Germany has extended its military mandate in Iraq, but will end reconnaissance missions by October 31, 2019. Last month, Defense Minister Ursula von der Leyen said she couldn't rule out a longer-term deployment.
The German government on Tuesday decided to extend its non-combat military involvement in Iraq by one year.
The parliament initially extended the military's mandate to allow it to train Kurdish Peshmerga forces and specialists from the Iraqi army.
It also decided Germany would end its reconnaissance missions and the air-to-air refueling of international aircraft that are part of US-led operations against the self-styled "Islamic State" (IS) in Iraq and Syria by October 31, 2019. It did not give a reason for this.
"In order to secure the military successes in the fight against "Islamic State" (IS) and to prevent the terrorist organization from regaining strength, the continued suppression of the terrorist organization by military means remains necessary," the cabinet text reads.
Last month during a visit to Azraq air base in Jordan — where the aircraft taking part in the reconnaissance and refueling missions are currently stationed — German Defense Minister Ursula von der Leyen said she could not rule out a longer-term deployment of her country's forces in the Middle East, amid a broader debate about a role for Germany in possible military action Syria.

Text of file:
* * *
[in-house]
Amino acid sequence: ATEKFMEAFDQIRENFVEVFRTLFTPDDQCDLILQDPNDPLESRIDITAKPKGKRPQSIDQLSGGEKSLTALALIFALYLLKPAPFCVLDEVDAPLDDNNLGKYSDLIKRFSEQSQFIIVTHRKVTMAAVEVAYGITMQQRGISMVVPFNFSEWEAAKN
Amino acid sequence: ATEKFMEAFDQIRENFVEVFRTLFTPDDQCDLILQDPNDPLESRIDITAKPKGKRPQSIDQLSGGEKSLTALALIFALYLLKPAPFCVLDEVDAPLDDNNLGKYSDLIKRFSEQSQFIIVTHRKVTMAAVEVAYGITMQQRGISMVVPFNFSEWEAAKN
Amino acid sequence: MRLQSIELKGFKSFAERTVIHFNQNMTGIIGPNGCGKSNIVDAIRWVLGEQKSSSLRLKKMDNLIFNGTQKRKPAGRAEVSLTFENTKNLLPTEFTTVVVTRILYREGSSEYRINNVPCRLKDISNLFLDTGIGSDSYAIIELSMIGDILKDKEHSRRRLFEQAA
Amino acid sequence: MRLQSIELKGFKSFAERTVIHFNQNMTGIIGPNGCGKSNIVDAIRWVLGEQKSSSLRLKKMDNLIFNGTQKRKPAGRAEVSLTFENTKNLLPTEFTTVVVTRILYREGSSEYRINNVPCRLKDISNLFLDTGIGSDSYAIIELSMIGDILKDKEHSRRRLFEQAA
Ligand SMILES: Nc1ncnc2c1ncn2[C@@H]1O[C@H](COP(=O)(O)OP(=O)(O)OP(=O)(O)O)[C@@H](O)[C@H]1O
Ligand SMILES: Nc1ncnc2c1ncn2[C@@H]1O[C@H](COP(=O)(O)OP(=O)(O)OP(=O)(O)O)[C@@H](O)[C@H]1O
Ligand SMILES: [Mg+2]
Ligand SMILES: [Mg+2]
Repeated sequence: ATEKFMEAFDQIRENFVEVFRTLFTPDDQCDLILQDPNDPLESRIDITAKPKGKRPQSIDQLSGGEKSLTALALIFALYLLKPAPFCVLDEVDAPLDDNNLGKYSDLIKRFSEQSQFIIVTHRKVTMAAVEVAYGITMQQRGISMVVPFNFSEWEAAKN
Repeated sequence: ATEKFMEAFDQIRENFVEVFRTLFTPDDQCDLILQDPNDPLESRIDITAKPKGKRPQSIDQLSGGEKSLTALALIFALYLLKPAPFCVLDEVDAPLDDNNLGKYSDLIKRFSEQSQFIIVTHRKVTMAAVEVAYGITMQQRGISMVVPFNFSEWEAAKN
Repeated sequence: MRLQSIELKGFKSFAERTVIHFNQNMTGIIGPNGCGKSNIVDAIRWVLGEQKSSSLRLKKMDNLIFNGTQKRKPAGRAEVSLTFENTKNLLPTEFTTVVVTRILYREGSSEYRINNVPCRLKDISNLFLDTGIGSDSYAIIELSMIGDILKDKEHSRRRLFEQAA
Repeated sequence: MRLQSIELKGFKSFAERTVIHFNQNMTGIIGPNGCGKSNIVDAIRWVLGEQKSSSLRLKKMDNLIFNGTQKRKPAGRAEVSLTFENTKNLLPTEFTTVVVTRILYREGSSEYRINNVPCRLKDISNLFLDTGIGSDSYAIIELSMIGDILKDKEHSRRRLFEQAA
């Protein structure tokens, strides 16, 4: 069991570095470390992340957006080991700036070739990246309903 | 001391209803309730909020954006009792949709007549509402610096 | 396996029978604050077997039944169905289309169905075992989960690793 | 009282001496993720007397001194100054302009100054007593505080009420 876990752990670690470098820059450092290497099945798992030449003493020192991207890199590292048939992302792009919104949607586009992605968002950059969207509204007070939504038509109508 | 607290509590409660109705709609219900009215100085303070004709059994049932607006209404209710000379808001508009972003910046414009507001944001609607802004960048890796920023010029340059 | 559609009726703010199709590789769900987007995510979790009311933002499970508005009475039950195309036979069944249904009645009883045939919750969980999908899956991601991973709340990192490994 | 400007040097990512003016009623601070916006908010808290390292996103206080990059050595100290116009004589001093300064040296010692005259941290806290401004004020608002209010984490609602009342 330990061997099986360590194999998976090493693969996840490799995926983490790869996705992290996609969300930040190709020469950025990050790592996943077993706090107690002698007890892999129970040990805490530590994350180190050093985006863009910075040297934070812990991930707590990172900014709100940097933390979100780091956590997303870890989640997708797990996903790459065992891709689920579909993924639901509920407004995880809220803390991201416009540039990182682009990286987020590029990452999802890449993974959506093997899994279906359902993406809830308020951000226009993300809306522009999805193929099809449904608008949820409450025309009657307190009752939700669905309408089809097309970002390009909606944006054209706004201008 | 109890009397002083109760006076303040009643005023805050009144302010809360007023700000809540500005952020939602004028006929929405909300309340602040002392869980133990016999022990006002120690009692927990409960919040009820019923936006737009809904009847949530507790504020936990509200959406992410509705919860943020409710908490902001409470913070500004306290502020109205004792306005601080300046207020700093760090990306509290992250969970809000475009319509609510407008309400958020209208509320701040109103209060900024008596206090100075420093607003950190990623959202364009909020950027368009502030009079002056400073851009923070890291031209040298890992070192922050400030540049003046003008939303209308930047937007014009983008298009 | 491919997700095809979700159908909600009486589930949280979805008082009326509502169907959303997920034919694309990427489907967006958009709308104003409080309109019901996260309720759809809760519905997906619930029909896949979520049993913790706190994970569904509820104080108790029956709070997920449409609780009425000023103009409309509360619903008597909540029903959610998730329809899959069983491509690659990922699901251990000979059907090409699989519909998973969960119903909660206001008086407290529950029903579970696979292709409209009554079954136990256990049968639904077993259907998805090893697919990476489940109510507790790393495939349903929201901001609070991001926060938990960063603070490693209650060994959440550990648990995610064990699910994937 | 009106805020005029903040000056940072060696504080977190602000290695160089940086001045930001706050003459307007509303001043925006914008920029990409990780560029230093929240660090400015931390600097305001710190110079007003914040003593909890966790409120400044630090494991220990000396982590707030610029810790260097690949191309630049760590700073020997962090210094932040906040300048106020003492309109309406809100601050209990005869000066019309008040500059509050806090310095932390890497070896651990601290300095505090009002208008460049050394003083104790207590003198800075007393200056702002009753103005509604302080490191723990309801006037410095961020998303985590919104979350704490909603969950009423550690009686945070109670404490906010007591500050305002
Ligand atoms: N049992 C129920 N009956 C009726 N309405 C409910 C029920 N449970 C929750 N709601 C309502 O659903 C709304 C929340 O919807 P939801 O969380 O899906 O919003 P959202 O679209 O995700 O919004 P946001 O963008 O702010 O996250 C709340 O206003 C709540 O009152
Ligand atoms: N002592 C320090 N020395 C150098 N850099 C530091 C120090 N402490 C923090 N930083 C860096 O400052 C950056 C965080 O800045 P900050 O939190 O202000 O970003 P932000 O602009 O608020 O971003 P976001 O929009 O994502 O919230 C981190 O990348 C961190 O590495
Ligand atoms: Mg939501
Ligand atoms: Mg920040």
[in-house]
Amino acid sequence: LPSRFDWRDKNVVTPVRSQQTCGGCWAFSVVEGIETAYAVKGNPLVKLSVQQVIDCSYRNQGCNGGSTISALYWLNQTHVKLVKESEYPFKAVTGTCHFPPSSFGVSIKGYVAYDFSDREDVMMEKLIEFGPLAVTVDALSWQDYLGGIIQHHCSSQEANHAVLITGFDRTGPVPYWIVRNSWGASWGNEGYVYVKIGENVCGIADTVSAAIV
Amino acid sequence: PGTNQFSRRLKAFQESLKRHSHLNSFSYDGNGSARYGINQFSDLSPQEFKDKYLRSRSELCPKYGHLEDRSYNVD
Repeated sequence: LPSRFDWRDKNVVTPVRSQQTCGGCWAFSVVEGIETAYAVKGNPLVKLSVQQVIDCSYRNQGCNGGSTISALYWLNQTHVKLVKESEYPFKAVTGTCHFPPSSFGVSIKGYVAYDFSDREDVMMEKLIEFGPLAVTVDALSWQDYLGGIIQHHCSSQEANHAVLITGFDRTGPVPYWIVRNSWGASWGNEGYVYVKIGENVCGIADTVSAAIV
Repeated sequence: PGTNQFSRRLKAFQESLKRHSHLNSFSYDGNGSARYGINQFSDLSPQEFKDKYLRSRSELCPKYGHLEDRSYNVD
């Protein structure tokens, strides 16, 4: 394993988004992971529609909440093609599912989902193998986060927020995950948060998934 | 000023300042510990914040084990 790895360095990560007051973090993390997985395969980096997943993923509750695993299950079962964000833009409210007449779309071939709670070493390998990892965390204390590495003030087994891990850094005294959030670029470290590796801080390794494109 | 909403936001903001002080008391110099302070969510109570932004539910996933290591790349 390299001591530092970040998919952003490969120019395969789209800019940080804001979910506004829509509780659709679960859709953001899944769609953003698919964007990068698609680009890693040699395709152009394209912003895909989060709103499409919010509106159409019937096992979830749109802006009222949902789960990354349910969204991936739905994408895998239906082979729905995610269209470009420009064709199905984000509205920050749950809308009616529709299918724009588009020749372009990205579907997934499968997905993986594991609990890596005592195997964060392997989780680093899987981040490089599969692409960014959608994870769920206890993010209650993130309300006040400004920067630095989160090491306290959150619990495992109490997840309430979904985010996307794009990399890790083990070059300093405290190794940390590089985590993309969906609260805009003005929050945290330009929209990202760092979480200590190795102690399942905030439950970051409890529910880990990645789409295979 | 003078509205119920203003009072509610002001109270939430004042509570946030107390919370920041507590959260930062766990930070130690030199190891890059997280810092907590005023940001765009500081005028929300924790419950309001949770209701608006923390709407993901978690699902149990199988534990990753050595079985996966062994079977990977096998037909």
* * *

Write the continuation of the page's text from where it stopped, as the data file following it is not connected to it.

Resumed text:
There is currently a limit of 800 military soldiers that can be stationed in Jordan and this will remain unchanged.
"In Syria and Iraq great successes have been recorded in the fight against the Islamic State terrorist organization," the cabinet text said.
IS has changed tactics after losing control of large strips of territory, and has been working from the underground to rebuild its networks and structures.
Germany's Nazi history makes military action a sensitive issue, and the country has mainly carried out limited engagements abroad since World War Two, preferring to instead focus on training, surveillance, medical rescue and peacekeeping. It did, however, participate in the 1999 NATO air offensive on what was then Yugoslavia, but only entered the Afghan conflict in a peacekeeping capacity after the fall of the Taliban.
Some of the center-left Social Democrats (SPD) in Chancellor Angela Merkel's grand coalition have issued skepticism towards the reconnaissance flights.